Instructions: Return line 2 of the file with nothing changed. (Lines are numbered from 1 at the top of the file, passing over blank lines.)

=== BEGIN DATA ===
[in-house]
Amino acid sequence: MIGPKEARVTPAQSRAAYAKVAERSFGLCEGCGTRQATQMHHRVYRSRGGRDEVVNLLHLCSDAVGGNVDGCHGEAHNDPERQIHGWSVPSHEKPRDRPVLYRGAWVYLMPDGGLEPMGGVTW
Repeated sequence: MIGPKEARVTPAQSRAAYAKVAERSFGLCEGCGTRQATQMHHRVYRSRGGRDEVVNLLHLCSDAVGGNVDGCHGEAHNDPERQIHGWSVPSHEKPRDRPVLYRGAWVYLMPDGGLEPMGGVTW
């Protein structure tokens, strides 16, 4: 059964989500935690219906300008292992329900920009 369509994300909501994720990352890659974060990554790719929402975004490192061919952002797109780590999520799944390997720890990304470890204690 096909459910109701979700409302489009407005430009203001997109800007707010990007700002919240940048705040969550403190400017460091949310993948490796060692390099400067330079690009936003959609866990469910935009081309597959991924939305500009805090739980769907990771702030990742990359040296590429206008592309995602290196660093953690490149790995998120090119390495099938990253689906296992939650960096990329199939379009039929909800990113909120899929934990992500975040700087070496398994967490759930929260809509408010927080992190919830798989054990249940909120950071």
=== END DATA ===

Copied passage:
Amino acid sequence: MIGPKEARVTPAQSRAAYAKVAERSFGLCEGCGTRQATQMHHRVYRSRGGRDEVVNLLHLCSDAVGGNVDGCHGEAHNDPERQIHGWSVPSHEKPRDRPVLYRGAWVYLMPDGGLEPMGGVTW